Sure, we just need to talk a better game
Jim DeMint: You know, conservatives need better messaging
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Is that really it? Our ideas are great but we’re just not selling them very well? Fresh out of the Senate and now seated as the leader of the Heritage Foundation, that’s what Jim DeMint says in the Washington Post:
How could the president get away with hobbling two successful programs with barely a peep from the media or backlash from the millions of Americans whose lives are made better and more secure by these initiatives? That’s a question and a challenge I take very personally. After spending my professional career in research, advertising and marketing, I find it unthinkable that American voters are not demanding the ideas and policies that will improve their lives and brighten their future.
One lesson I learned in marketing is that, for consumers and voters, perception is reality.
November’s election results and exit polls suggest that a majority of Americans agree that government does too much yet still voted for more of it. The election taught conservatives that we can no longer entrust political parties to carry our message.
We must take our case to the people ourselves, and we must start where all good marketing starts: with research. Conservative policies have proved their worth time and time again. If we’re not communicating in a way that makes that clear, we are doing a disservice to our fellow citizens. We need to test the market and our message to communicate more effectively.
Hey, I’m all for effective communication, but I’m having a hard time buying the notion that we’re brilliant on policy but we just don’t explain it very well.
Here’s what I think DeMint misses: People will vote for people who achieve, who demonstrate success. Reagan won 49 states in 1984 because no one could really deny he had made things better. Oh sure, the Democrats tried, but they knew they had nothing and so did everyone else. For all the Republican nostalgia for Reagan, what they miss is that his success didn’t owe strictly to his philosophical brilliance so much as the fact that he knew how to put it in action and get results.
Compare this to the last period of Republican power in Washington. After the GOP win the House in 1994, they put an end to Hillary’s health care nonsense and forced Bill Clinton to get serious about spending restraint. Good job. But then they got greedy and started falling in love with federal spending all over again to benefit Republican constituencies. This was the impetus behind the infamous K Street project through which nominal conservatives like Tom DeLay sought to create stronger alliances with lobbyists.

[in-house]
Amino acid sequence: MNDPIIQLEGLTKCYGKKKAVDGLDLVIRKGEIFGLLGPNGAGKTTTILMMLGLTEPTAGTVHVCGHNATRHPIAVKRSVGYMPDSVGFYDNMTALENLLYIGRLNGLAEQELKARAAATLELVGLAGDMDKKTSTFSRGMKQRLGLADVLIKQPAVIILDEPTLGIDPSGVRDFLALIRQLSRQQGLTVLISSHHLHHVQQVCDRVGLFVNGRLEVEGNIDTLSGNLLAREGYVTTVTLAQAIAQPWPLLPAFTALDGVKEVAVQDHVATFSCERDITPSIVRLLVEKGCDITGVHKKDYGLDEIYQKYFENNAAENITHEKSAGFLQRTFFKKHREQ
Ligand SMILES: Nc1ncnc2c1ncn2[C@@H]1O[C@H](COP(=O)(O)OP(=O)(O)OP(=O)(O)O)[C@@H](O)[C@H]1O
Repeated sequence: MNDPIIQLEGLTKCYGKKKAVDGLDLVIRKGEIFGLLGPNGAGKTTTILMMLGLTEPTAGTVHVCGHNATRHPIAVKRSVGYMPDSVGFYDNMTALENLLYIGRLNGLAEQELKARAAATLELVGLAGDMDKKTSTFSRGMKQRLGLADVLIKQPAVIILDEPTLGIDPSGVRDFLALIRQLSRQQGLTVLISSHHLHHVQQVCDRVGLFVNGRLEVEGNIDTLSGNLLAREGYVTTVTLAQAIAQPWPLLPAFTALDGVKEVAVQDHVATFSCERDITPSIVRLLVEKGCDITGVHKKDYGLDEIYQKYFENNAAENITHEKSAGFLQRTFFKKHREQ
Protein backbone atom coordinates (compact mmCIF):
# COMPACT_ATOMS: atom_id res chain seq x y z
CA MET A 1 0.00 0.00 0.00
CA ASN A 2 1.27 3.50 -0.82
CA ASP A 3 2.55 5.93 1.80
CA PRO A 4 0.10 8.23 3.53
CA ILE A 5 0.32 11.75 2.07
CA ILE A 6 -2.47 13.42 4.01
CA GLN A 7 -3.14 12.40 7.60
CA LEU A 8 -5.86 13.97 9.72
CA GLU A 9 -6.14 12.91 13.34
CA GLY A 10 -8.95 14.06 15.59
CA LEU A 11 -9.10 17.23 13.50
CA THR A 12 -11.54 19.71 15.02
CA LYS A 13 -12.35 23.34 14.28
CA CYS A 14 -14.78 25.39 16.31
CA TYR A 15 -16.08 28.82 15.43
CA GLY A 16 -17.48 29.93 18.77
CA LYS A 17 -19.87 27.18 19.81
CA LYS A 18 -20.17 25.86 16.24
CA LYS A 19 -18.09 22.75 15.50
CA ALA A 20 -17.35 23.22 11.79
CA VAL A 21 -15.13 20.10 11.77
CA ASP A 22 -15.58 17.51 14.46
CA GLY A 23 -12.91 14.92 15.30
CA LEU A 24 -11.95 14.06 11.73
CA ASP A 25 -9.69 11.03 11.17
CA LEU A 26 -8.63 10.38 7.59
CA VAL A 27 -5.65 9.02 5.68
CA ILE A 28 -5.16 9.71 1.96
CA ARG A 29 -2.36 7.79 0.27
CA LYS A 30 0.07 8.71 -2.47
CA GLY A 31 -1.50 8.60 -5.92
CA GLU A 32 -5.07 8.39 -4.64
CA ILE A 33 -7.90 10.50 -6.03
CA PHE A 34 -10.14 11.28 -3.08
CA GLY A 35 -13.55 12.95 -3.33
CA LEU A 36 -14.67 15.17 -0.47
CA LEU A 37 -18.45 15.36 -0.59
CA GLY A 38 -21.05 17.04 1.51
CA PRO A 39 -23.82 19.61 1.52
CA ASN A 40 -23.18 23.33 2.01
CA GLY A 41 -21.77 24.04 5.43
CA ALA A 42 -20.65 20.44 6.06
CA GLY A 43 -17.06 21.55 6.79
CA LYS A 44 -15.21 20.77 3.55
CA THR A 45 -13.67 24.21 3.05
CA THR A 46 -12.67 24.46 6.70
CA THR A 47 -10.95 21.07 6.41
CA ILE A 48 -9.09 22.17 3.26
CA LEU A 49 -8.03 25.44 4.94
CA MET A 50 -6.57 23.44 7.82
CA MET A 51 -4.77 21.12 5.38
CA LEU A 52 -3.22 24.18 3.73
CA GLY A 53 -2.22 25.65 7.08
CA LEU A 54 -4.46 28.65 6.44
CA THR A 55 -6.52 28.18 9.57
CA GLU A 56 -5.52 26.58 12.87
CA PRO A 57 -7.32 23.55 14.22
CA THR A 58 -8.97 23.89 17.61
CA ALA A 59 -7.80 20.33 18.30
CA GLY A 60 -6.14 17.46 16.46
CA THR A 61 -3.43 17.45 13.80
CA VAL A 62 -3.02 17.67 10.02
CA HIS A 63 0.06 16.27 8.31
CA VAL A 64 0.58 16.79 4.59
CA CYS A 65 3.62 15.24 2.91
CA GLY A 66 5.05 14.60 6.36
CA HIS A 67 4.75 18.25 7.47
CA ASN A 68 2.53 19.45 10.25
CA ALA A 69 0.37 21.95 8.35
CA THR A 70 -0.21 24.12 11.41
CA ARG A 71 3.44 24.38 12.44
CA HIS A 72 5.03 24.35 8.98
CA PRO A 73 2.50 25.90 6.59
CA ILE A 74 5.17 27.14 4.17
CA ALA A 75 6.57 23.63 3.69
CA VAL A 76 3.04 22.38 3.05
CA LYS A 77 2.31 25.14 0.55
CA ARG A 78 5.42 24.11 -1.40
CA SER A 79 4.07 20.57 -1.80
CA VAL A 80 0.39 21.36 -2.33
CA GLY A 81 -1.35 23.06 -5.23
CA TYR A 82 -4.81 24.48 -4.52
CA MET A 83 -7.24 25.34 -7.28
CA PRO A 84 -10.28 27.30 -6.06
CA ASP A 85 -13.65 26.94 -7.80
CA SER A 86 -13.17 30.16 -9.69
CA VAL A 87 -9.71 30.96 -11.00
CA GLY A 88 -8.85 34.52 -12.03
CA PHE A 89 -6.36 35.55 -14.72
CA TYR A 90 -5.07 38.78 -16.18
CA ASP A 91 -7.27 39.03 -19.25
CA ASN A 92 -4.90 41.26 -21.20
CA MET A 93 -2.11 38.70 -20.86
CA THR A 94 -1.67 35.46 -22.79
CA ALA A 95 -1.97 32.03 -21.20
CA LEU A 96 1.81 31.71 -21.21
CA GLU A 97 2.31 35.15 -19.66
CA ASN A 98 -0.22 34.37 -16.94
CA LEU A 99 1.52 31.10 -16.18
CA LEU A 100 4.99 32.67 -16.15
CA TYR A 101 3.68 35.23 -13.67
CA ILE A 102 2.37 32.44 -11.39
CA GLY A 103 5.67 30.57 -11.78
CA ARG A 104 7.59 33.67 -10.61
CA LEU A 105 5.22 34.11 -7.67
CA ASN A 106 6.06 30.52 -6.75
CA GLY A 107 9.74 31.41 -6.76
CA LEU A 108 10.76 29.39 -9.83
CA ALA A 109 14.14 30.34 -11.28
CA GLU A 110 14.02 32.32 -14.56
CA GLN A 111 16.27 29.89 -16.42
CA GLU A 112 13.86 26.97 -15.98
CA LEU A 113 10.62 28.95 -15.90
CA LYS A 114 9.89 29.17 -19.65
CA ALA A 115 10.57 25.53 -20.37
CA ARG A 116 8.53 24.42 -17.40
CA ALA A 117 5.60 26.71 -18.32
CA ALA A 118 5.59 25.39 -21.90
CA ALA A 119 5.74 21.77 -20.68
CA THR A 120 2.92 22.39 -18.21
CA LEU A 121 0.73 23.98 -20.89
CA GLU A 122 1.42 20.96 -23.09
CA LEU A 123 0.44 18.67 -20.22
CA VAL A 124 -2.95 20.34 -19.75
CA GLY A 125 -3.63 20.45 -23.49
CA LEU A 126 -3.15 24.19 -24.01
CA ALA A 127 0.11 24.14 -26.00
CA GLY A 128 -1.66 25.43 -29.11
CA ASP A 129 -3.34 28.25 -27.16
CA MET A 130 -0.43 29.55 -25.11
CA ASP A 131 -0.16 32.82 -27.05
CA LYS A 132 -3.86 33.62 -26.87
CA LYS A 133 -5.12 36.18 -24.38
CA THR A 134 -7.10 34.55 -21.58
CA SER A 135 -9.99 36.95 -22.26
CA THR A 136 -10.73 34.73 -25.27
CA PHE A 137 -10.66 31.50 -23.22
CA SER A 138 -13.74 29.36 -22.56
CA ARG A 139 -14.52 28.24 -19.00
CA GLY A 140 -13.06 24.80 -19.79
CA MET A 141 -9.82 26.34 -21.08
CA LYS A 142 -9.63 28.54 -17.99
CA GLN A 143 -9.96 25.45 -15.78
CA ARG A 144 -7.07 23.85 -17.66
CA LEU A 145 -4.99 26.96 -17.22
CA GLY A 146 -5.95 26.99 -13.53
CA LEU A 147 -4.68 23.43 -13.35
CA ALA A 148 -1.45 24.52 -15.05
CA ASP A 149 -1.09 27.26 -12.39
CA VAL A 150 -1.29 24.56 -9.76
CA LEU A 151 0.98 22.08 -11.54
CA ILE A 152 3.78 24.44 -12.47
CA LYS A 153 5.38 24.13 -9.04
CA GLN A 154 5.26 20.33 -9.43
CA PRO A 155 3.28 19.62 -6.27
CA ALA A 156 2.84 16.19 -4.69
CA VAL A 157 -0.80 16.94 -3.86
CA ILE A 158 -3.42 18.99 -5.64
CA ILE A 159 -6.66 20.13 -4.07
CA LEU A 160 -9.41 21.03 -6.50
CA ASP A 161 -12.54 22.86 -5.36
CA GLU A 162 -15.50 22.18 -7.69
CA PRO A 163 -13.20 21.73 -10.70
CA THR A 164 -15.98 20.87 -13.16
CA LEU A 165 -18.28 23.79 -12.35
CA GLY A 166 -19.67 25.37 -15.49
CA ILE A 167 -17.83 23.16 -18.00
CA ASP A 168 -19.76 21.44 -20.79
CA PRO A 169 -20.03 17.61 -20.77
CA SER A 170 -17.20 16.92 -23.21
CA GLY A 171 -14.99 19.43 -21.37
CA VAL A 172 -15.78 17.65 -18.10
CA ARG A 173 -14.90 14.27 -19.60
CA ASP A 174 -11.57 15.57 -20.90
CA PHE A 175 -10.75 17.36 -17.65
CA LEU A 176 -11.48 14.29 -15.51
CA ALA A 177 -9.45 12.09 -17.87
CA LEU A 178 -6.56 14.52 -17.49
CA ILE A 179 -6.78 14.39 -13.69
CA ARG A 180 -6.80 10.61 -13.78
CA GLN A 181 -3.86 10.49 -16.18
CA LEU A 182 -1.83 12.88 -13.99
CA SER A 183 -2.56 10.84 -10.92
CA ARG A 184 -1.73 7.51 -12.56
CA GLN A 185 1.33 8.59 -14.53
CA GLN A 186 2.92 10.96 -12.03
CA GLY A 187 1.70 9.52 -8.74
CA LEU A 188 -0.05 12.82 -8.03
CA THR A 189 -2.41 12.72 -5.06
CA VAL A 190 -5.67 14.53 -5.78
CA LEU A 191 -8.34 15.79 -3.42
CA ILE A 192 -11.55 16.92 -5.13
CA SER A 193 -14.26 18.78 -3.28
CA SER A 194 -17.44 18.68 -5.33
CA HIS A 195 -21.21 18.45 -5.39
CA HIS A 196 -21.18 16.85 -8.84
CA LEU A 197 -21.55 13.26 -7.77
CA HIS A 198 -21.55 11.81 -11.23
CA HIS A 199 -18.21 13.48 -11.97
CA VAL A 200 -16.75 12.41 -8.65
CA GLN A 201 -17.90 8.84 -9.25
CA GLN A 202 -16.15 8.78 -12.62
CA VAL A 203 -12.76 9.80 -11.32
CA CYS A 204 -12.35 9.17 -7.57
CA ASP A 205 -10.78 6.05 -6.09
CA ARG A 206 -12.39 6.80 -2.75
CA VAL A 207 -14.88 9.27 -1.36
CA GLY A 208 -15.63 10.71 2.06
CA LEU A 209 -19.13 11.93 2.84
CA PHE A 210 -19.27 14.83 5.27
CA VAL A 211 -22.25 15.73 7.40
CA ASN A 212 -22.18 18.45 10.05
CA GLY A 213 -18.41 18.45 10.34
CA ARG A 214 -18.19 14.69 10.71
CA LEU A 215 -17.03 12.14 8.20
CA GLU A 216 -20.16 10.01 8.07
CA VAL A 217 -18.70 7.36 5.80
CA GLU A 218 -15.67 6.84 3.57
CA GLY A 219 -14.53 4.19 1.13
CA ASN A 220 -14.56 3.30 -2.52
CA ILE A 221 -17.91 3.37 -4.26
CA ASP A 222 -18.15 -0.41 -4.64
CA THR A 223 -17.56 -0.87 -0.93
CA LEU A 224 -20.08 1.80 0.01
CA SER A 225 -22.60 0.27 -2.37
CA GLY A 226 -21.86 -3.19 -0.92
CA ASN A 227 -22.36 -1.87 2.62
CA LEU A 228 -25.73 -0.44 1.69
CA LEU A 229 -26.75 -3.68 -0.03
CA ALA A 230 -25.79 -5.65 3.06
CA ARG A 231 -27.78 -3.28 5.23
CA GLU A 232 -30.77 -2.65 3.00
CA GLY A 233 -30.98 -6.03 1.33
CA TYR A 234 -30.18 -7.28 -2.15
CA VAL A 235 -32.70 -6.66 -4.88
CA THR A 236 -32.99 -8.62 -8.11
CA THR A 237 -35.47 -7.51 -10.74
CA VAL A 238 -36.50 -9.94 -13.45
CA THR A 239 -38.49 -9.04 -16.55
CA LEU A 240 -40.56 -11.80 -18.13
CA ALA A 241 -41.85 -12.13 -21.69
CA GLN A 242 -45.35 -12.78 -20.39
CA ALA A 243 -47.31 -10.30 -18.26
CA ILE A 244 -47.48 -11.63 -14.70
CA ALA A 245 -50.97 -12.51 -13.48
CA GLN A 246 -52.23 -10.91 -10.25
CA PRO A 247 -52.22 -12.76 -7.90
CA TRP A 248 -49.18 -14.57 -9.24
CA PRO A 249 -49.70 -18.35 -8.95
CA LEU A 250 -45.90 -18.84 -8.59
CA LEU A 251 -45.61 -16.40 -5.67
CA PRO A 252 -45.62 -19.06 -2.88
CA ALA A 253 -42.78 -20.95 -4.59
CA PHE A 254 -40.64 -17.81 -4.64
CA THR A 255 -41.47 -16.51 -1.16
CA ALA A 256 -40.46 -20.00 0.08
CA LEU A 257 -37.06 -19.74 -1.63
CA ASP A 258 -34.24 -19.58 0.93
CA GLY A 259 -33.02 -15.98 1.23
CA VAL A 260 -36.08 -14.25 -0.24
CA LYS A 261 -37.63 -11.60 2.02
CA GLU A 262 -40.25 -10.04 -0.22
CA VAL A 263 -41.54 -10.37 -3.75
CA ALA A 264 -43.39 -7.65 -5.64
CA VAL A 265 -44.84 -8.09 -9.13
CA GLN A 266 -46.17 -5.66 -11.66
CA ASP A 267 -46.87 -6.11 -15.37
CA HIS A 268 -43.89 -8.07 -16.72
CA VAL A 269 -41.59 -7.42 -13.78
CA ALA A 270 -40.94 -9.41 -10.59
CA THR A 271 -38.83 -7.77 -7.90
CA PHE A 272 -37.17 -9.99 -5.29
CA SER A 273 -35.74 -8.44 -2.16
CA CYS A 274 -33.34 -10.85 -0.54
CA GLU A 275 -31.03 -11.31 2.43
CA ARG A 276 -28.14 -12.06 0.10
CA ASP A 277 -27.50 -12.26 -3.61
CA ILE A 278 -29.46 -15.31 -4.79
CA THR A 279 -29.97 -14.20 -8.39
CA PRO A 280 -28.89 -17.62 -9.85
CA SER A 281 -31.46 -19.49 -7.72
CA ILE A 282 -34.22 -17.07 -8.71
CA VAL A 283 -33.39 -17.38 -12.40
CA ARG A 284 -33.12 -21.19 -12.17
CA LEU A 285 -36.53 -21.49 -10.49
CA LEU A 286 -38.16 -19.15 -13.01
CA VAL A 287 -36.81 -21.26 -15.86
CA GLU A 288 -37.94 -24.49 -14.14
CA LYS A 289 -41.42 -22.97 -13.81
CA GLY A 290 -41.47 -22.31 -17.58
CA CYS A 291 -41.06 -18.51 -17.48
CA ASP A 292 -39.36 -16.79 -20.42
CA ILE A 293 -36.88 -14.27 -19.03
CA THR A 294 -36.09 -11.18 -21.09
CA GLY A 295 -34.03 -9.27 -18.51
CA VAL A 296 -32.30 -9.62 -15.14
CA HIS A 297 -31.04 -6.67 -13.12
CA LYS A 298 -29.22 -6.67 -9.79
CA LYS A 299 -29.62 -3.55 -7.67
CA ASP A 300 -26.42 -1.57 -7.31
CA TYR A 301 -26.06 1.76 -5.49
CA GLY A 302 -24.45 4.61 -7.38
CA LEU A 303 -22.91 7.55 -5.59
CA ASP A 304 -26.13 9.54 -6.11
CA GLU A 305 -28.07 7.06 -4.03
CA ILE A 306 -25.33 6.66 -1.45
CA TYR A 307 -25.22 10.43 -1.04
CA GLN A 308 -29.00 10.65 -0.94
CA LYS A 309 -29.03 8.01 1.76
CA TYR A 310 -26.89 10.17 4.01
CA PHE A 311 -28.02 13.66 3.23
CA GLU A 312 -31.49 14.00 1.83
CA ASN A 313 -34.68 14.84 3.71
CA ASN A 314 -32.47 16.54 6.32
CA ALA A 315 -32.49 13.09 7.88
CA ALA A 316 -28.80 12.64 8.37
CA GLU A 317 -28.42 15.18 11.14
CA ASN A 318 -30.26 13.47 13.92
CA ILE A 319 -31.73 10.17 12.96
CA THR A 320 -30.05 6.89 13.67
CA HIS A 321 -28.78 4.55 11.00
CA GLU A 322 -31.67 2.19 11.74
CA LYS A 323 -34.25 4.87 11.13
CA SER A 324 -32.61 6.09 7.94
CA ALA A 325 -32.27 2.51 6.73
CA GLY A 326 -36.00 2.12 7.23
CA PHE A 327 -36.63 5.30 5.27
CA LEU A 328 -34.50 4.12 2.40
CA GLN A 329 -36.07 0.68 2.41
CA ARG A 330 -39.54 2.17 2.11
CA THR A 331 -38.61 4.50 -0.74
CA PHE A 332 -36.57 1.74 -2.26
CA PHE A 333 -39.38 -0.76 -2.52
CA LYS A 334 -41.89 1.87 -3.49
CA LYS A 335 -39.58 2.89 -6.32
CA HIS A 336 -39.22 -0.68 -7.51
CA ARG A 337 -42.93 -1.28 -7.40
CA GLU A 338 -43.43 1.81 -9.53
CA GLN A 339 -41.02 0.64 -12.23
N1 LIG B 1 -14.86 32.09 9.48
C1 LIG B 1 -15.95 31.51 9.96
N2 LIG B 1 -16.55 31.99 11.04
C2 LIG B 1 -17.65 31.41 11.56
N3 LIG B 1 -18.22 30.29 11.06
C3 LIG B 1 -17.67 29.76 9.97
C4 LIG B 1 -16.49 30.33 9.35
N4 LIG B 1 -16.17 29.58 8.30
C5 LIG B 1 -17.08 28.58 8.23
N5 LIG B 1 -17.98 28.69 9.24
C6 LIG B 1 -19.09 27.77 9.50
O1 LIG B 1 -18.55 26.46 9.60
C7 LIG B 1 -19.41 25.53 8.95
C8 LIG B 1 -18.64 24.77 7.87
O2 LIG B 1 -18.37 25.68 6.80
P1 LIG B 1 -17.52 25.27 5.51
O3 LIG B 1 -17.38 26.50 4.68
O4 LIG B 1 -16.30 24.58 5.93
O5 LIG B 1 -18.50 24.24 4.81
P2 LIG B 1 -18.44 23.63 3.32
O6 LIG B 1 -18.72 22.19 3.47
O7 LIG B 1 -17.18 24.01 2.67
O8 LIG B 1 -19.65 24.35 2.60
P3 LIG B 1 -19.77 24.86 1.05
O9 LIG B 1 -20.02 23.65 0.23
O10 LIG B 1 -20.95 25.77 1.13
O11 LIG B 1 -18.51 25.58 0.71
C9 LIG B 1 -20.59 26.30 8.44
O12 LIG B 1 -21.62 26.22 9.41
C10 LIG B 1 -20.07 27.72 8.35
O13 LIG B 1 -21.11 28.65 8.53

I think George W. Bush gets a bad rap for the spending excesses that went on during his presidency, because the truth is that the GOP Congress was enjoying having the power of the purse and using it to their political advantage. There were a few Republicans who tried to be serious about it, but you sure as hell didn’t get any leadership from Dennis Hastert or Bill Frist. A few years back I had the chance to interview Paul Ryan for Human Events, and I asked him what role the Bush Administration played in the efforts of congressional Republicans who were serious about spending restraining. Ryan told me, “They didn’t help and they didn’t hurt.”
That confirmed a longstanding belief of mine: Bush was willing to work with Congress on spending restraint, but he didn’t want to pick a fight with Congress over it because a) he feared losing control of Congress, which of course happened anyway in 2006; and b) he needed their support on Iraq and couldn’t afford to risk it by taking them on over the budget.
So back to DeMint: The best messaging is when you can say, “Look what we’ve accomplished,” and when no one can deny that it’s true. The last time Republicans were running the show in Washington, they didn’t do much. They could have reformed health care using free-market ideas. They could have gotten serious about opening up domestic energy resources. They could have seriously reformed the tax code. They could have even reformed entitlement programs! Bush tried with Social Security and Republicans in Congress ran for the hills, terrified of the politics.
The messaging challenge for conservatives is to convince the public that, given another chance, conservatives will actually do what they say they believe. Why should they believe that even now? The House is supposed to have the power of the purse but Obama is still spending $3.7 trillion a year and John Boehner doesn’t raise a finger to stop him.
I wish Jim DeMint and the Heritage Foundation luck, but conservatives have created their own messaging challenge by talking a good game but failing to take action when they had the chance. I do not know of a messaging solution to that problem.